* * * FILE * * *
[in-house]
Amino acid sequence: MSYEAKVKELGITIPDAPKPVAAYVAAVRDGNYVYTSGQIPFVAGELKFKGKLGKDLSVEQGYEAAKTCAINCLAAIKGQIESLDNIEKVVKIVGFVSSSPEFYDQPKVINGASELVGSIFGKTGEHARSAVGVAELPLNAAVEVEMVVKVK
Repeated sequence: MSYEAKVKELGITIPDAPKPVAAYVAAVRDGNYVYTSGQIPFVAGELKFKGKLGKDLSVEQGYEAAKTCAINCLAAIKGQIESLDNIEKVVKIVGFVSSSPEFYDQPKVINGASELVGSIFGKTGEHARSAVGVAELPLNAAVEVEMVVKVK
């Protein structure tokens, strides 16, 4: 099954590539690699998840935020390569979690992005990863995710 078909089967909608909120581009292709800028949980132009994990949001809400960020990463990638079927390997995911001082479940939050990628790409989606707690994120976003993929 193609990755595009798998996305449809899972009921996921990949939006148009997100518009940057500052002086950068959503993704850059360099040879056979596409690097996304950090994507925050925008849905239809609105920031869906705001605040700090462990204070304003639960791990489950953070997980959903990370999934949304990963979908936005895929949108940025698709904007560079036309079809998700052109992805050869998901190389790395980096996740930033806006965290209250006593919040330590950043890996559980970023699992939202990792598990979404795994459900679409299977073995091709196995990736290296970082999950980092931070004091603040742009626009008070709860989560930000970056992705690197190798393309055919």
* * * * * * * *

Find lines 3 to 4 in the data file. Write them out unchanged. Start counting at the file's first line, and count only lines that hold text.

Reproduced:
Repeated sequence: MSYEAKVKELGITIPDAPKPVAAYVAAVRDGNYVYTSGQIPFVAGELKFKGKLGKDLSVEQGYEAAKTCAINCLAAIKGQIESLDNIEKVVKIVGFVSSSPEFYDQPKVINGASELVGSIFGKTGEHARSAVGVAELPLNAAVEVEMVVKVK
């Protein structure tokens, strides 16, 4: 099954590539690699998840935020390569979690992005990863995710 078909089967909608909120581009292709800028949980132009994990949001809400960020990463990638079927390997995911001082479940939050990628790409989606707690994120976003993929 193609990755595009798998996305449809899972009921996921990949939006148009997100518009940057500052002086950068959503993704850059360099040879056979596409690097996304950090994507925050925008849905239809609105920031869906705001605040700090462990204070304003639960791990489950953070997980959903990370999934949304990963979908936005895929949108940025698709904007560079036309079809998700052109992805050869998901190389790395980096996740930033806006965290209250006593919040330590950043890996559980970023699992939202990792598990979404795994459900679409299977073995091709196995990736290296970082999950980092931070004091603040742009626009008070709860989560930000970056992705690197190798393309055919």